Tuesday, May 22, 2018

Smiths

Morrissey
Terrence Stamp
The Smiths, as a rule, Morrissey in particular, dressed in ordinary street clothes, contrasting the exotic high-fashion imagery cultivated by New Romantic bands like Spandau Ballet and Duran Duran, or the costumey showmanship of Adam and the Ants. In 1986, when The Smiths performed on the British program The Old Grey Whistle Test, Morrissey wore a hearing aid to support a hearing-impaired fan ashamed of using one. He frequently sported thick-rimmed National Health Service glasses, not unlike Buddy Holly's. 

With this simplicity of character in mind, Morrissey designed the Smiths' album and single covers with Jo Slee of Rough Trade, utilizing a simple aesthetic: a duotone photo of a vintage pop star, cult hero or actor, tinted with a contrasting color for text in a sans-serif laden font. (Belle and Sebastien followed suit more recently with a similar format.) The band themselves did not appear on the outer cover of their UK releases. However, Morrissey appeared on the alternative cover shown for "What Difference Does It Make?," mimicking the pose of the original subject, actor Terence Stamp, holding a chloroform pad from the 1965 film The Collector, after the actor objected to the use of his image. Morrissey instead holds a glass of milk.

From Warhol's Flesh
The cover stars were an indication of Morrissey's personal interests in obscure or cult film stars, including Stamp, Alain Delon, Jean Marais, Warhol protégé Joe Dallesandro and James Dean, as well as figures from 1960s British and American culture, including Coronation Street actress Viv Nicholson, playwright Shelagh Delaney and Truman Capote.

The sleeve for The Smiths' eponymous debut features American actor Joe Dallesandro in a cropped still from Andy Warhol's 1968 film Flesh. In the uncropped version, Dallesandro appears to be masturbating a male co-star. The Smith's second album, Meat is Murder, featured an edited still from Emile de Antonio's 1968 documentary In the Year of the Pig. The legend on the soldier's helmet originally read "Make War Not Love," but Morrissey replaced it with his impassioned declaration of vegetarianism.  The Queen Is Dead was the third studio album by The Smiths. The album cover features French actor, Alain Delon, from the 1964 film L'Insoumis.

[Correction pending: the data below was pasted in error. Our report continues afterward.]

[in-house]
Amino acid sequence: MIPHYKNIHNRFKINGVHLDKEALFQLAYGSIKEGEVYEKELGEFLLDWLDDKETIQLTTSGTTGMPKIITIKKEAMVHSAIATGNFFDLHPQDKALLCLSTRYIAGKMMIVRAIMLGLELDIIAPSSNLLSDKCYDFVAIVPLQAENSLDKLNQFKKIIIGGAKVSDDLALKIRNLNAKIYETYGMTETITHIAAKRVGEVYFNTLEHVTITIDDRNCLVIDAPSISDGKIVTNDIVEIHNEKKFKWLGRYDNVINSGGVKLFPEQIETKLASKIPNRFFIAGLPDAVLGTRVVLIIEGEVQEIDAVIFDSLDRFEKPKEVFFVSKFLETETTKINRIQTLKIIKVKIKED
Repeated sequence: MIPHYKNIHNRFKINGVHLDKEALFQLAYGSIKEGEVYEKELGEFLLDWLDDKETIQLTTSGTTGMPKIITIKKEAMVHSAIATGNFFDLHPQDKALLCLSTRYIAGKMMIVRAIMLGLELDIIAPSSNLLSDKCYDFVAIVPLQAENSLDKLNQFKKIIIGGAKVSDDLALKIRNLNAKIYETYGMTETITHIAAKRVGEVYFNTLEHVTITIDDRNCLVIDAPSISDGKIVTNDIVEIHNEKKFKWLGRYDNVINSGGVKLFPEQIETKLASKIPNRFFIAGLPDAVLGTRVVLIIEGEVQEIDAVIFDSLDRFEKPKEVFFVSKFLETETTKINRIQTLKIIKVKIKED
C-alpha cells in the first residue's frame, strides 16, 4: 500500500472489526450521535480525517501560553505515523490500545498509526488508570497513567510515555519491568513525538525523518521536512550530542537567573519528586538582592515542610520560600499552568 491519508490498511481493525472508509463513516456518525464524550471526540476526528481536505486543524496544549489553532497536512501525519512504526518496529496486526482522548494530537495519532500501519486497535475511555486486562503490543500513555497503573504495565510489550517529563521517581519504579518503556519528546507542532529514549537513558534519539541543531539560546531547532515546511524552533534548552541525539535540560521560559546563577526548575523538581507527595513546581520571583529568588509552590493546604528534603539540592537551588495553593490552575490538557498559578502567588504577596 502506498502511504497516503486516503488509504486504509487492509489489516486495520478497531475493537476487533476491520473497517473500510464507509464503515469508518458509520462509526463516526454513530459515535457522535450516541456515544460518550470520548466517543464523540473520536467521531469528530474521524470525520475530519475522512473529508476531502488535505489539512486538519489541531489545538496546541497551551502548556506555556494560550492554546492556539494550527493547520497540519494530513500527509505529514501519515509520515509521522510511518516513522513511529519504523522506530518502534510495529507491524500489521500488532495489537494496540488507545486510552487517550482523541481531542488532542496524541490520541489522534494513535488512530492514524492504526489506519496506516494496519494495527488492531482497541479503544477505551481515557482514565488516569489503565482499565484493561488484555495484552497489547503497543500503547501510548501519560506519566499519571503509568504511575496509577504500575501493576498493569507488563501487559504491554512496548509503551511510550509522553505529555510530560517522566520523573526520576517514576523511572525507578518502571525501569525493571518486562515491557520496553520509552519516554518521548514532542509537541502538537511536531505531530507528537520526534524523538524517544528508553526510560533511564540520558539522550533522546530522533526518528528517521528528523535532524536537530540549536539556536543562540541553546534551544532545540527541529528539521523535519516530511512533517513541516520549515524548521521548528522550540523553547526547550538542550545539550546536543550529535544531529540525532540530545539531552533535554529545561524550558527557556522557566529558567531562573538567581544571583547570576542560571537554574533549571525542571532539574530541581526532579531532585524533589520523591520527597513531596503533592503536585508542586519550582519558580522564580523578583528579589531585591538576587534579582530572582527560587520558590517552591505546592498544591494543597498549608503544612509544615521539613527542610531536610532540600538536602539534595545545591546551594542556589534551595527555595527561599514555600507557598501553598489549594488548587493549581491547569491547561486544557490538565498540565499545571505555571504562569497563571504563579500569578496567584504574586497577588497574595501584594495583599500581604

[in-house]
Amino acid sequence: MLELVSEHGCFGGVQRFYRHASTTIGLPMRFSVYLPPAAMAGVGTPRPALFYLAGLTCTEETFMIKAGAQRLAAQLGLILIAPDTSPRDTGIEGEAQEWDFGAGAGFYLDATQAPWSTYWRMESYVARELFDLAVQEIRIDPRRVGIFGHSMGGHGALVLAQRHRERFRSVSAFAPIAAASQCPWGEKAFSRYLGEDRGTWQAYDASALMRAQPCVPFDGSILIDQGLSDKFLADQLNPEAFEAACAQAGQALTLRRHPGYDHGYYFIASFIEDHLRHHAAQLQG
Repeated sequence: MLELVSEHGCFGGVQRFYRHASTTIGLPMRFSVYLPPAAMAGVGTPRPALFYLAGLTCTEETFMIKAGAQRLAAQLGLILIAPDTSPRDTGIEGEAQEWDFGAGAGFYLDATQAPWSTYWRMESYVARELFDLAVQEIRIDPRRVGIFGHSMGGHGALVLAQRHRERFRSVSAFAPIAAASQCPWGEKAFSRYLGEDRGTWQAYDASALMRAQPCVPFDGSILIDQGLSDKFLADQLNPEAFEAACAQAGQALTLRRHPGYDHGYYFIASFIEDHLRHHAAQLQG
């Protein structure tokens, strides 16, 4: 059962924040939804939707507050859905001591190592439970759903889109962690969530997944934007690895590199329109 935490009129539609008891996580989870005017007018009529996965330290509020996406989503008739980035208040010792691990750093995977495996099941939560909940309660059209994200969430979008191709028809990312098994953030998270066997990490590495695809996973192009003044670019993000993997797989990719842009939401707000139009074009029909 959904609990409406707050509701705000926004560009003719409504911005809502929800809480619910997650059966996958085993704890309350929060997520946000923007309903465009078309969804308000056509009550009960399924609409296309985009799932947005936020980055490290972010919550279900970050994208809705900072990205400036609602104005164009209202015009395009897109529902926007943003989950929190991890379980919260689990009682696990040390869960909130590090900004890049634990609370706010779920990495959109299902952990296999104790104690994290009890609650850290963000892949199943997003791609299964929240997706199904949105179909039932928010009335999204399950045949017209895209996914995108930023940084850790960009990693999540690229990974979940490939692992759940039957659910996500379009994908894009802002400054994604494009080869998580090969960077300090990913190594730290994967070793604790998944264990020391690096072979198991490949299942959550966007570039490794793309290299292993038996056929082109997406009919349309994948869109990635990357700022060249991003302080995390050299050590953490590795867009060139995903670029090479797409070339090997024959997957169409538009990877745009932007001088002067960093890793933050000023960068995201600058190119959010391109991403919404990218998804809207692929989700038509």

Billie Whitelaw, 1967, Charlie Bubbles
The sleeve for The Smith's final studio album, Strangeways, Here We Come, features a murky shot of James Dean’s East of Eden co-star Richard Davalos. Davalos is looking at James Dean, who is cropped from the image. Dean was a hero of Morrissey's, about whom the singer wrote a book called James Dean Is Not Dead. Morrissey had intended to use a still of Harvey Keitel in Martin Scorsese's I Call First, but Keitel declined to allow him use of the image. In 1991 Keitel relented, and the image was used on t-shirts and stage backdrops for Morrissey's 1991 solo tour. 

Louder Than Bombs was a compilation released as a double album in March 1987 by The Smiths' American distributor, Sire Records. The sleeve features British playwright Shelagh Delaney. The photograph was originally published in the Saturday Evening Post after Delaney, at the age of 19, had made a striking literary debut with her play A Taste of Honey. The play inspired many early lyrics written by Morrissey, particularly the song "This Night Has Opened My Eyes."



Viv Nicholson - "Spend, Spend, Spend"